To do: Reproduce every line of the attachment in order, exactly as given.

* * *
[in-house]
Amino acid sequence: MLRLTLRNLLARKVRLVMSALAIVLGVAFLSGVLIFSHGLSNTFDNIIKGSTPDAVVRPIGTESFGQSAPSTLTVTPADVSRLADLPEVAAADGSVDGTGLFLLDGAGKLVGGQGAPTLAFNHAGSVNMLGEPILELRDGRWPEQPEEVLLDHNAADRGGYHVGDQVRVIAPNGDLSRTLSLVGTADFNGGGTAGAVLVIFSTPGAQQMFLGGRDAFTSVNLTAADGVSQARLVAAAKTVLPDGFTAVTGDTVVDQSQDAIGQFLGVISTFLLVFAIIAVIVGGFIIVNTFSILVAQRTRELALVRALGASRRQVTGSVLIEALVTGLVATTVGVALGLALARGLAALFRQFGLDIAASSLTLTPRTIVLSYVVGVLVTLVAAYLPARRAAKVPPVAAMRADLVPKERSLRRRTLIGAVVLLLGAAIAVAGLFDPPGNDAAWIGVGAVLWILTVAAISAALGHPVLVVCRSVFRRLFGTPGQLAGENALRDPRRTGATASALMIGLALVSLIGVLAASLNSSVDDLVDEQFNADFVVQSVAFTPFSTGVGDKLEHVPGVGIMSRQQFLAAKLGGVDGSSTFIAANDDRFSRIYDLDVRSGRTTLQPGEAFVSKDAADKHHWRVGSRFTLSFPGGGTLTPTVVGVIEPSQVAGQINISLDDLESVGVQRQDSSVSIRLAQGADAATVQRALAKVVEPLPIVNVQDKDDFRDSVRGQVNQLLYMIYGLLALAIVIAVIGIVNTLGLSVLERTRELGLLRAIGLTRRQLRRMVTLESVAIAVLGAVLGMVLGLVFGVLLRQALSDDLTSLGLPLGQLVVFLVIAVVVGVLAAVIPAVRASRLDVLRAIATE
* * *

[in-house]
Amino acid sequence: MLRLTLRNLLARKVRLVMSALAIVLGVAFLSGVLIFSHGLSNTFDNIIKGSTPDAVVRPIGTESFGQSAPSTLTVTPADVSRLADLPEVAAADGSVDGTGLFLLDGAGKLVGGQGAPTLAFNHAGSVNMLGEPILELRDGRWPEQPEEVLLDHNAADRGGYHVGDQVRVIAPNGDLSRTLSLVGTADFNGGGTAGAVLVIFSTPGAQQMFLGGRDAFTSVNLTAADGVSQARLVAAAKTVLPDGFTAVTGDTVVDQSQDAIGQFLGVISTFLLVFAIIAVIVGGFIIVNTFSILVAQRTRELALVRALGASRRQVTGSVLIEALVTGLVATTVGVALGLALARGLAALFRQFGLDIAASSLTLTPRTIVLSYVVGVLVTLVAAYLPARRAAKVPPVAAMRADLVPKERSLRRRTLIGAVVLLLGAAIAVAGLFDPPGNDAAWIGVGAVLWILTVAAISAALGHPVLVVCRSVFRRLFGTPGQLAGENALRDPRRTGATASALMIGLALVSLIGVLAASLNSSVDDLVDEQFNADFVVQSVAFTPFSTGVGDKLEHVPGVGIMSRQQFLAAKLGGVDGSSTFIAANDDRFSRIYDLDVRSGRTTLQPGEAFVSKDAADKHHWRVGSRFTLSFPGGGTLTPTVVGVIEPSQVAGQINISLDDLESVGVQRQDSSVSIRLAQGADAATVQRALAKVVEPLPIVNVQDKDDFRDSVRGQVNQLLYMIYGLLALAIVIAVIGIVNTLGLSVLERTRELGLLRAIGLTRRQLRRMVTLESVAIAVLGAVLGMVLGLVFGVLLRQALSDDLTSLGLPLGQLVVFLVIAVVVGVLAAVIPAVRASRLDVLRAIATE